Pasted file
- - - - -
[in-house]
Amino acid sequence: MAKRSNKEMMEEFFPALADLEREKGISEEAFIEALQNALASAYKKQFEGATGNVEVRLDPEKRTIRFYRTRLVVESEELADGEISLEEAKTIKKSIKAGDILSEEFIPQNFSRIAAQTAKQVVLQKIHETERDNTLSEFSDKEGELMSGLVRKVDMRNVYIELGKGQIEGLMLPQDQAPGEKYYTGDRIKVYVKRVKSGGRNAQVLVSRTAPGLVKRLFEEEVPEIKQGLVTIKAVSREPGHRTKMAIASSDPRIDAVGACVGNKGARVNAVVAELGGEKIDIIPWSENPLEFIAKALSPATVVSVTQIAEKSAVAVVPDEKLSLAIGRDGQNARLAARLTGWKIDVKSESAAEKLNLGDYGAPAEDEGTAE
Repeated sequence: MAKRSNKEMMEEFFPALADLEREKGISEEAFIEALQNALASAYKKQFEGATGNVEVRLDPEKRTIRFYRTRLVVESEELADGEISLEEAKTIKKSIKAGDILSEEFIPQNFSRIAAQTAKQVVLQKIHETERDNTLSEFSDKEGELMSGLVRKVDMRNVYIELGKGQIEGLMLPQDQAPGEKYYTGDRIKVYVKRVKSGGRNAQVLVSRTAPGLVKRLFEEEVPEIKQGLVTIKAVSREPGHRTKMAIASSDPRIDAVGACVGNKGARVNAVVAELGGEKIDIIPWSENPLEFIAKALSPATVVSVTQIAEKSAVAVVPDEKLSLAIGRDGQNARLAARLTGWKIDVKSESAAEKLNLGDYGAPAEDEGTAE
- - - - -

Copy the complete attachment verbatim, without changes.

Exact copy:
[in-house]
Amino acid sequence: MAKRSNKEMMEEFFPALADLEREKGISEEAFIEALQNALASAYKKQFEGATGNVEVRLDPEKRTIRFYRTRLVVESEELADGEISLEEAKTIKKSIKAGDILSEEFIPQNFSRIAAQTAKQVVLQKIHETERDNTLSEFSDKEGELMSGLVRKVDMRNVYIELGKGQIEGLMLPQDQAPGEKYYTGDRIKVYVKRVKSGGRNAQVLVSRTAPGLVKRLFEEEVPEIKQGLVTIKAVSREPGHRTKMAIASSDPRIDAVGACVGNKGARVNAVVAELGGEKIDIIPWSENPLEFIAKALSPATVVSVTQIAEKSAVAVVPDEKLSLAIGRDGQNARLAARLTGWKIDVKSESAAEKLNLGDYGAPAEDEGTAE
Repeated sequence: MAKRSNKEMMEEFFPALADLEREKGISEEAFIEALQNALASAYKKQFEGATGNVEVRLDPEKRTIRFYRTRLVVESEELADGEISLEEAKTIKKSIKAGDILSEEFIPQNFSRIAAQTAKQVVLQKIHETERDNTLSEFSDKEGELMSGLVRKVDMRNVYIELGKGQIEGLMLPQDQAPGEKYYTGDRIKVYVKRVKSGGRNAQVLVSRTAPGLVKRLFEEEVPEIKQGLVTIKAVSREPGHRTKMAIASSDPRIDAVGACVGNKGARVNAVVAELGGEKIDIIPWSENPLEFIAKALSPATVVSVTQIAEKSAVAVVPDEKLSLAIGRDGQNARLAARLTGWKIDVKSESAAEKLNLGDYGAPAEDEGTAE